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LONDON, ENGLAND – OCTOBER 18: Alexander Lebedev and Evgeny Lebedev attend the Big Up Uganda fundraising gala for Save The Children hosted by Adwoa Aboah & Felix Cooper at Wild By Tart, Ecclestone Yards, on October 18, 2018 in London, England. (Photo by David M. Benett/Dave Benett/Getty Images)
The Lebedevs and sanctions

The Lebedevs and sanctions

LONDON, ENGLAND – OCTOBER 18: Alexander Lebedev and Evgeny Lebedev attend the Big Up Uganda fundraising gala for Save The Children hosted by Adwoa Aboah & Felix Cooper at Wild By Tart, Ecclestone Yards, on October 18, 2018 in London, England. (Photo by David M. Benett/Dave Benett/Getty Images)

A leak of documents seen by Tortoise reveals Alexander Lebedev’s businesses in Russian-occupied Crimea breached EU sanctions for years – his son Evgeny appears to have been in personal breach for a shorter period

After Tortoise reported that Boris Johnson had given Evgeny Lebedev a seat in the House of Lords despite objections from the security services, MPs questioned the chair of the Lords appointments commission, Lord Bew. He responded that it was “a case of particular complexity with many wrinkles that are so obvious to everybody: how much is somebody responsible for their father, etcetera”.

Alexander Lebedev, Evgeny’s father, worked for the KGB and its successor agency, the FSB, leaving with the same rank as Vladimir Putin: Lieutenant Colonel. Alexander became rich thanks to his links to other former KGB officers. He is the source of his son’s wealth, which paved a path to the heart of Britain’s establishment and made Evgeny attractive to Johnson. 

Evgeny is now known, thanks to Johnson, as: Baron Lebedev, of Hampton in the London Borough of Richmond upon Thames and of Siberia in the Russian Federation. He has disputed that his financial interests are connected to his father’s businesses, which include large hotels and resorts in Russian-occupied Crimea. 

But a leak of corporate filings and internal memos seen by Tortoise reveals that the interests of father and son in the Ukrainian region overlapped – at times, in breach of European Union sanctions, which from December 2014 prohibited EU citizens and companies from providing tourism services in Crimea.

  • Evgeny Lebedev was, in 2016, the ultimate beneficial owner of Herschel Consultants (Overseas) Limited. This shell company was registered in Cyprus, an offshore haven in the EU that is popular with Russian oligarchs. It owned another company – Almond Grove – in Crimea.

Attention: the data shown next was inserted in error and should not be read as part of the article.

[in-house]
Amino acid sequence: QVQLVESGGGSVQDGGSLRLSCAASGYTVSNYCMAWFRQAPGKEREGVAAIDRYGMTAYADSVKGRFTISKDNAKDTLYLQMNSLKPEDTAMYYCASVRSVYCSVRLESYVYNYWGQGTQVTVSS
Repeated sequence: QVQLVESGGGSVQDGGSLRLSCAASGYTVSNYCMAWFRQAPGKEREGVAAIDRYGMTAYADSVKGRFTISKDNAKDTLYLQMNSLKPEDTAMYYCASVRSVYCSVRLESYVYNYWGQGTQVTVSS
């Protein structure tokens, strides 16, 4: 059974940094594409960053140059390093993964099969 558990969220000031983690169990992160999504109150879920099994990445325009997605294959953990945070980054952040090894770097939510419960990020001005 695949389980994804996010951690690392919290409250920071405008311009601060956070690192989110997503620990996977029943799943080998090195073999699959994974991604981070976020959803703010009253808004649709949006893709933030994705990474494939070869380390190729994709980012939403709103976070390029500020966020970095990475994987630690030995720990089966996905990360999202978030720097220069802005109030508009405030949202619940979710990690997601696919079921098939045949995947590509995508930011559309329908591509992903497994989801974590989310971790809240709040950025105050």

• Almond Grove lends its name to the large hotel complex on the Alustha coast that Alexander bought and then expanded. It includes a water park, restaurants, baths, a large children’s entertainment centre, different hotels, seaside apartments, and villas. Almond Grove’s expansion continued after Russia annexed Crimea.
  • In response to the annexation, the EU prohibited its companies and citizens from providing tourism services in Crimea. This meant that the Cypriot company, as an EU entity, was in breach of the sanctions – as its then owner Evgeny appears to have been. He became a British citizen in 2010, and, by extension, he was also an EU citizen from that point until Brexit took effect a decade later, his period of ultimate ownership of Almond Grove, through his ownership of the Cypriot company, appears to have put him personally in breach of EU sanctions.
  • The EU allowed member states to set their own penalties for sanction breaches. In the case of the UK, the penalties for breaches included potentially unlimited fines, as well as up to two years in prison. The UK’s own sanctions prohibiting the provision of tourism services in Crimea came into force in December 2020.

A spokesperson for Evgeny says: “Lord Lebedev has never invested into or benefited financially from the aforementioned companies and no EU sanctions have been breached at any time.”

In any case, Alexander’s lawyers in Cyprus, Vassiliades & Co., noticed the problem before any authorities did. They transferred ownership from Evgeny back to Alexander, who as a non-EU citizen, was not subject to the sanctions. Still, the Cypriot company itself – Herschel Consultants (Overseas) Limited – remained in breach of the sanctions. The Cypriot finance ministry didn’t seem to care. Neither did Alexander.

“The sanctions do not bother me,” Alexander said in May 2017. “I have a thousand people working in Crimea. It would be strange if I fired everyone and listened to the sanctions stories.”

But a source with knowledge of the company’s affairs says that by last year all Alexander’s assets in Crimea had been decoupled from companies in Cyprus. They are now owned by his holding company, the National Reserve Corporation, in Moscow, where he resides.

Alexander is trying to sell his Crimean assets and, the source suggests, he is in negotiations with Alexander Udodov, a property developer whose father-in-law is the Russian Prime Minister Mikhail Mishustin, who was appointed by Putin two years ago.

For many years, Alexander claimed to be a Russian dissident. But Tortoise’s reporting has shown how he supported Putin’s annexation of Crimea, argued against sanctions on Russia, and enjoys Putin’s favour and friendship.

Under his dissident guise, Alexander once criticised the West’s “empire of offshore jurisdictions”. He described the people who exploit the shell companies and lawyers that it provides as “parasites”.

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Photographs Getty Images and booking.com